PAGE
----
NEW YORK (CBSNewYork) — Thousands of Roman Catholics headed to St. Patrick’s Cathedral Thursday night to partake in Christmas Eve one of several masses.

As CBS2’s Brian Conybeare reported, St. Patrick’s welcomed the Catholic faithful late Thursday with a festive wreath above the open cathedral doors.

The 5:30 p.m. children’s Christmas mass actually draws more people than the traditional midnight mass on Christmas Eve. For this year’s children’s mass, worshippers were packed in the pews and standing in the aisles.

Some even had to retreat outdoors for a seat.

“There was no room at the inn, and then we were standing in the back for a long, time but my mom is older and she couldn’t stay any longer, so we came outside,” said MaryBeth Ludt of Lexington, Kentucky.

Dianne Tolentino of Manhasset drove in with her family specifically for the children’s mass.

“We tried to, but it was a little too crowded and we were a little late, so, but it’s good enough that we’re here,” she said.

For the Ryan family of Yonkers, the children’s mass was the beginning of what they planned to turn into an annual holiday tradition.

“Being an Irish Catholic New Yorker who was raised in New York City, what better way to spend Christmas Eve than to come to St. Patricks’ Cathedral?” Ryan said. “We’re all having children now, and it’s important for the kids to experience New York City,” Ryan said. “This is one of the greatest times to be in New York City — the greatest times of the year. Christmas in New York City — Rockefeller Center, St. Patrick’s Cathedral — just wanted them to experience that.”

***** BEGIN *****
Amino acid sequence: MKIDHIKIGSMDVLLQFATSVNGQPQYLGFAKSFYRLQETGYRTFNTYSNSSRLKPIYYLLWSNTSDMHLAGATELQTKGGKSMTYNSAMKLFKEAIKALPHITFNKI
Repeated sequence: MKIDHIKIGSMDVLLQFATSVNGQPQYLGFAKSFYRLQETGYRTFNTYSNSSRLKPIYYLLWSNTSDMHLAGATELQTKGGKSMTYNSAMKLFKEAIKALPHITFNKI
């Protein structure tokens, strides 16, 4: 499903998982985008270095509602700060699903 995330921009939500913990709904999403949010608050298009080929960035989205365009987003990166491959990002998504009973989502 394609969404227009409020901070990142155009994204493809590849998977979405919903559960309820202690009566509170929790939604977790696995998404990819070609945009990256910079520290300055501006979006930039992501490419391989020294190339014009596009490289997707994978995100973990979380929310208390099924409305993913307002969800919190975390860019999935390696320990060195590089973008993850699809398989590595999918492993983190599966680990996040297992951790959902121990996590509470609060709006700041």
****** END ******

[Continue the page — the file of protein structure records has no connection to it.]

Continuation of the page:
And the crowds were so big that Manhattan native Ray Razzaque and his friends arrived nearly six hours before midnight to make sure they got a seat.

“It’s 70 degrees in New York City — why not? You don’t get times like this in a lifetime,” Razzaque said. “Of course it’s worth the wait.”

Later in the night, midnight mass drew its own teeming crowd. Jim Sullivan took a train down from Carmel for the occasion.

“Christmas is very important to me,” he said.

It is so important, in fact, that Sullivan got in four hours ahead of time and was first in line for the midnight mass.

“I’m grateful to have been,” he said. “This is actually my second year in a row that I’ve been able to win the lottery.”

Norma Pagan and her friends from Washington Heights put in their ticket request for midnight mass back in July.

“We turned it into a tradition,” Pagan said.

And Pagan and her friends did not seem to mind the tight security outside St. Patrick’s. Heavily-armed counterterrorism officers were patrolling, as was the NYPD Bomb Squad and their bomb-sniffing dogs.

They even closed the cathedral doors, cleared everyone out and did a sweep of the building.

“Their presence makes me feel secure,” Pagan said.

Elenita D’Aloia of the Bronx said midnight mass at St. Patrick’s has been on her bucket list.

“My son is serving – he’s an altar server, so I want to see him serve the mass,” she said.

With her son serving on the altar with Cardinal Dolan, D’Aloia said she wouldn’t miss the mass for the world.

“It’s here with the cardinal, and it’s just the Christmas carols and everything else just brings the spirit of Christmas into your heart,” she said.

Cardinal Dolan was to welcome two refugee families at midnight mass. One is a Muslim family from the Ivory Coast in West Africa who fled to the U.S. to escape political persecution, while the other includes two teenage brothers from El Salvador who fled rampant gang violence there – and are now reunited with family in New York.

A mass was also to be celebrated late Thursday at the historic St. Agnes Cathedral in Rockville Centre, Long Island. The mass was to be broadcast starting at 11:30 p.m. on TV 10/55.

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